Description This invention relates generally to input signals (e.g., clock signals) in integrated circuits, and, more particularly, relates to multiplying and/or reshaping such input signals. In many digital systems, such as those including microprocessors and digital signal processors, the incoming clock needs to be reshaped and/or multiplied. Multiplication is typically accomplished using a phase lock loop (PLL) circuit. PLL circuits lock a generated signal to a reference signal using a feedback control system that brings the two signals into a fixed phase relation. Traditional PLL circuits contain analog components, such as voltage controlled oscillators (VCOs). Manufacturing integrated circuits with analog components results in non-uniform and error-prone products. For example, a design produced by multiple foundries can have different electrical characteristics because of slight variations in the fabrication process. Additionally, analog components must be calibrated, which adds cost and may introduce error. To overcome the problems of analog components, digital PLL circuits were developed. Known digital PLL circuits require a high frequency input reference signal that allows small clock phase adjustments to be made to a generated output signal. Typically, phase correction is accomplished by a feedback loop wherein the output signal is fed back into a phase comparator for comparison with the input clock. To use such digital PLL circuits, the high frequency input reference signal is typically a much higher frequency than the generated output signal. For example, the reference signal may be twice the frequency of the output signal. The generated output signal may be used to drive a microprocessor or other integrated circuits. However, recent microprocessors require high frequency clocks. For example, with existing technology, the PLL circuit needs to generate an output signal of nearly 500 MHz. And within a relatively short period of time, for example 3 years or so, microprocessors are expected to run with a 1 GHz clock signal. In order for current PLL circuits to generate a 500 MHz clock, a 1 GHz input reference signal is needed. However, such high-frequency clocks are expensive and difficult to manufacture. Consequently, as microprocessor speeds increase, generating an input reference signal running at a sufficient frequency is becoming increasing problematic. The output signal may also need to be reshaped. Reshaping may be necessary to obtain a clock signal with a 50/50 duty cycle—a clock signal that has symmetrical high and low states. A 50/50 duty cycle may be obtained by dividing an input clock in half, since the period of the clock signal is assumed constant. However, as already described, dividing a clock signal in half before feeding it to a microprocessor has significant drawbacks, since there are practical limitations on the frequency of the source clock. Another option for reshaping a clock signal is shown in Béchade, U.S. Pat. No. 5,179,294. The reshaping circuit of Béchade and other digital PLL circuits use delay elements to determine a period of the incoming clock signal. The delay elements are subject to voltage and temperature fluctuations, which can vary the length of the delay. Such variations in the delay elements cause an inconsistent duty cycle in the generated output signal, which effects the performance of the overall circuit. In one embodiment, a multiplier circuit is disclosed that multiplies and/or reshapes an input signal. The multiplier circuit in this embodiment is primarily digital so that an integrated circuit produced by one foundry will have similar electrical characteristics as the same circuit produced by another foundry. Additionally, the multiplier circuit does not require a high frequency reference clock, making it more practical and economical as microprocessor speeds increase. In one aspect of the illustrated embodiment, a period determining circuit is used to determine the period of an input signal and to convert the period to a digital number, such as a binary number. The period determining circuit may include a delay circuit, a comparator, and an edge detector to continuously or repetitively determine the period of the input signal. A count leading edge may then be used to convert the period into a binary number. In another aspect of the illustrated embodiment, an adder may be used in conjunction with a multiplier/divider to calculate the average of the period over a predetermined number of cycles. Thus, by calculating an average period, imperfections in the delay circuit due to voltage fluctuations are in effect cancelled. In yet another aspect of the illustrated embodiment, a variable multiplication control is applied to the multiplier/divider to multiply the averaged signal. The multiplier/divider may be a shifter circuit and the multiplication control may in this case control the direction and the number of bits that are shifted. The shifter may take into account both the division needed for calculating the average period and the multiplication simultaneously. The shifter may be set to shift the accumulated number calculated by the adder. In yet a further aspect of the illustrated embodiment, a variable delay line is coupled to the multiplier/divider to generate the multiplied or reshaped output signal. A multiplexer may be used to synchronize the variable delay and the original input signal so that phase matching is constantly monitored and maintained. These advantages and other advantages and features of the inventions will become apparent from the following detailed description, which proceeds with reference to the following drawings. The present invention relates to the novel and non-obvious aspects of the invention individually as well as collectively. FIG. 1 is block diagram of a multiplier circuit according to one embodiment of the invention. FIG. 2 is a detailed circuit diagram of a first portion of a multiplier circuit of FIG. FIG. 3 is a detailed circuit diagram of a second portion of the multiplier circuit of FIG. FIG. 4 is a circuit diagram of a comparator circuit that may be used in the circuit of FIG. FIG. 5 is a circuit diagram of an exemplary variable delay line that may be used in the circuit of FIG. FIG. 6 is a circuit diagram of an exemplary circuit for providing first and second set of delays of FIG. FIG. 7 shows an exemplary timing diagram for the multiplier circuit of FIGS. 2 and 3. FIG. 8 shows one form of an edge detector that may be used in the multiplier circuit of FIG. FIG. 1 is a block diagram of a multiplier circuit FIGS. 2 and 3 show a more detailed circuit diagram of an exemplary embodiment of the multiplier circuit A comparator The adding circuit FIG. 3 shows the remainder of the illustrated multiplier circuit The output signal generating circuit FIG. 6 shows an example of the first and second set of delays FIG. 4 shows one exemplary comparator stage FIG. 8 shows one stage of an exemplary edge detector FIG. 5 shows further details of one form of an exemplary variable delay line Stage Stage FIG. 7 shows a timing diagram Having illustrated and described the principles of the invention in a preferred embodiment, it should be apparent to those skilled in the art that the embodiments can be modified in arrangement and detail without departing from such principles. For example, although the multiplier circuit is described as including a multiplexer for synchronizing the input signal and the output signal, this aspect of the invention need not be included if phase matching is not desired. Additionally, although the multiplier is shown as a shifter, other multiplier and or divider circuits may be used. Additionally, although the illustrated embodiments are shown primarily performed in hardware, one or more components may be performed in software. Still further, the circuit may be used with any desired voltage levels representing a logic high and a logic low. In view of the many possible embodiments to which the principles or invention may be applied, it should be recognized that the illustrated embodiments are only an example in accordance with the invention and should not be taken as a limitation on the scope of the invention. Rather, the invention is defined by the following claims. We therefore claim as the invention all such embodiments that come within the scope of these claims. Patent Citations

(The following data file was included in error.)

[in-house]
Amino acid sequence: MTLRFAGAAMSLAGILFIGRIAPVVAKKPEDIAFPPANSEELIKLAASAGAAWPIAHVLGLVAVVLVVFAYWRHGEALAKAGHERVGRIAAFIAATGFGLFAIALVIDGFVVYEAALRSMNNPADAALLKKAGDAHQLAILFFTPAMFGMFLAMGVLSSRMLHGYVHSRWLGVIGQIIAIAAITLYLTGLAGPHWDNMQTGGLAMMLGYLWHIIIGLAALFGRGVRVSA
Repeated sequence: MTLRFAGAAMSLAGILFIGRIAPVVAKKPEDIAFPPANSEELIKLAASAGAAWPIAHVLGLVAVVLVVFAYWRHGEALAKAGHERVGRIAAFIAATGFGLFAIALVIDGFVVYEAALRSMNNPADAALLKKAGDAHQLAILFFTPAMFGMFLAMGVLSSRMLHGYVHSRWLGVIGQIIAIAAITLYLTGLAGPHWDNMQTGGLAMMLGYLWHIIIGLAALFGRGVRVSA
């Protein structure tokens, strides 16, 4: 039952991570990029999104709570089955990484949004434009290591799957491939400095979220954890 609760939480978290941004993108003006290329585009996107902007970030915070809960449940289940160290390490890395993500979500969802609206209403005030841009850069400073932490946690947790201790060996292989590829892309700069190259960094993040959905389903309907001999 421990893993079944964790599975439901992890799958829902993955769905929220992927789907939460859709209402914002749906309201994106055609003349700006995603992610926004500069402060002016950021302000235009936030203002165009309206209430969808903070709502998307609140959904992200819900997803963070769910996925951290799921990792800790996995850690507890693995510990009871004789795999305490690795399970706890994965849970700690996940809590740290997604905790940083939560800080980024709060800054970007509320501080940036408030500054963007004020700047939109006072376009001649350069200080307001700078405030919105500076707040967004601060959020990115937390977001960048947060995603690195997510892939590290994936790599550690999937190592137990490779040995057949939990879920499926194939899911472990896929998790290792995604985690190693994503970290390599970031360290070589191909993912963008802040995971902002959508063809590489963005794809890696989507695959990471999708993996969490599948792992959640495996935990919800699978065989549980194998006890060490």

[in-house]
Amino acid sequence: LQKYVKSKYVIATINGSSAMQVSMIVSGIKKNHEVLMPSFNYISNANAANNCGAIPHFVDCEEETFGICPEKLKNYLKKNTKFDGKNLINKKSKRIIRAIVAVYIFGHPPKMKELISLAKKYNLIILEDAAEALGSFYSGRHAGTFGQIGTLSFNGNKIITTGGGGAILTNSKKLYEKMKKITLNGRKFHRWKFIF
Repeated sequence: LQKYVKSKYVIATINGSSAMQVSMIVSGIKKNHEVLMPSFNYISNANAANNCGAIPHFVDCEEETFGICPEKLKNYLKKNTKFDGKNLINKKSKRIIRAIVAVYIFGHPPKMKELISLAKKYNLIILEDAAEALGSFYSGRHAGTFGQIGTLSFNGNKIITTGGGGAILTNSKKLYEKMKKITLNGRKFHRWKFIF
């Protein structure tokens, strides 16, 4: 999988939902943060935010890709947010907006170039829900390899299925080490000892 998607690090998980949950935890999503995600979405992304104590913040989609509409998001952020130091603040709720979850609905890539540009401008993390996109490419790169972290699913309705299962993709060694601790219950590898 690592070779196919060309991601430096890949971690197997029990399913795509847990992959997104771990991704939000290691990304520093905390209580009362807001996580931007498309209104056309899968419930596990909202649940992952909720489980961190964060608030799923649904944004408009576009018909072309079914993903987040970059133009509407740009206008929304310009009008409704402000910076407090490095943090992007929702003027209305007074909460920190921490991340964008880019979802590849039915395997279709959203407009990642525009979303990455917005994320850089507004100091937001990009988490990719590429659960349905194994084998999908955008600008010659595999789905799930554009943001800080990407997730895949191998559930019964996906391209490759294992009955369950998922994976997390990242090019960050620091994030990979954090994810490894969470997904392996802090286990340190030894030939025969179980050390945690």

Referenced by
Classifications
Legal Events
Rotate |